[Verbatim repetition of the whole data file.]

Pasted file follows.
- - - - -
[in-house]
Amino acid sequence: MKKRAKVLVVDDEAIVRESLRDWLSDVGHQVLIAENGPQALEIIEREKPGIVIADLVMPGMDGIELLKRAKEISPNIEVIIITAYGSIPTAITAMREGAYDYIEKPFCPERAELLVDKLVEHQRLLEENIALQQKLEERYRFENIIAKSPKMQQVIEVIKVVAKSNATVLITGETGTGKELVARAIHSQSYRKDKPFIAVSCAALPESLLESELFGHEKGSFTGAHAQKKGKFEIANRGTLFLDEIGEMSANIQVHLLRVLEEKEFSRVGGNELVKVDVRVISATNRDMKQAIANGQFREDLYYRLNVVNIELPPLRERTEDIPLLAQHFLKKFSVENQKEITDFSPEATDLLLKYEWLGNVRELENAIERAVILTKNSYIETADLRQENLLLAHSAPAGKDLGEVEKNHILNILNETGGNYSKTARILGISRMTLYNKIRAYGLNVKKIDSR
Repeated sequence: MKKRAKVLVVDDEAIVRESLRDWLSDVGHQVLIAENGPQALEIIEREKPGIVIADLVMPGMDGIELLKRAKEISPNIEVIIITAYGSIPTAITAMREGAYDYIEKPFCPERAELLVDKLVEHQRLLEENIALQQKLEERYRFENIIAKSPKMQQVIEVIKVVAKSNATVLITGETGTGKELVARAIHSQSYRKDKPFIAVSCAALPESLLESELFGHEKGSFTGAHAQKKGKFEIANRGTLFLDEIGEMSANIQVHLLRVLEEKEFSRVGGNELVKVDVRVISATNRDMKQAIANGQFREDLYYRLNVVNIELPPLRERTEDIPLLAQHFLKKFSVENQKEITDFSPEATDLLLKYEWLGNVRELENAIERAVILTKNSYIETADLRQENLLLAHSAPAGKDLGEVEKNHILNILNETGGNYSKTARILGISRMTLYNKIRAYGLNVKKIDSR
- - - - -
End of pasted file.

[in-house]
Amino acid sequence: MKKRAKVLVVDDEAIVRESLRDWLSDVGHQVLIAENGPQALEIIEREKPGIVIADLVMPGMDGIELLKRAKEISPNIEVIIITAYGSIPTAITAMREGAYDYIEKPFCPERAELLVDKLVEHQRLLEENIALQQKLEERYRFENIIAKSPKMQQVIEVIKVVAKSNATVLITGETGTGKELVARAIHSQSYRKDKPFIAVSCAALPESLLESELFGHEKGSFTGAHAQKKGKFEIANRGTLFLDEIGEMSANIQVHLLRVLEEKEFSRVGGNELVKVDVRVISATNRDMKQAIANGQFREDLYYRLNVVNIELPPLRERTEDIPLLAQHFLKKFSVENQKEITDFSPEATDLLLKYEWLGNVRELENAIERAVILTKNSYIETADLRQENLLLAHSAPAGKDLGEVEKNHILNILNETGGNYSKTARILGISRMTLYNKIRAYGLNVKKIDSR
Repeated sequence: MKKRAKVLVVDDEAIVRESLRDWLSDVGHQVLIAENGPQALEIIEREKPGIVIADLVMPGMDGIELLKRAKEISPNIEVIIITAYGSIPTAITAMREGAYDYIEKPFCPERAELLVDKLVEHQRLLEENIALQQKLEERYRFENIIAKSPKMQQVIEVIKVVAKSNATVLITGETGTGKELVARAIHSQSYRKDKPFIAVSCAALPESLLESELFGHEKGSFTGAHAQKKGKFEIANRGTLFLDEIGEMSANIQVHLLRVLEEKEFSRVGGNELVKVDVRVISATNRDMKQAIANGQFREDLYYRLNVVNIELPPLRERTEDIPLLAQHFLKKFSVENQKEITDFSPEATDLLLKYEWLGNVRELENAIERAVILTKNSYIETADLRQENLLLAHSAPAGKDLGEVEKNHILNILNETGGNYSKTARILGISRMTLYNKIRAYGLNVKKIDSR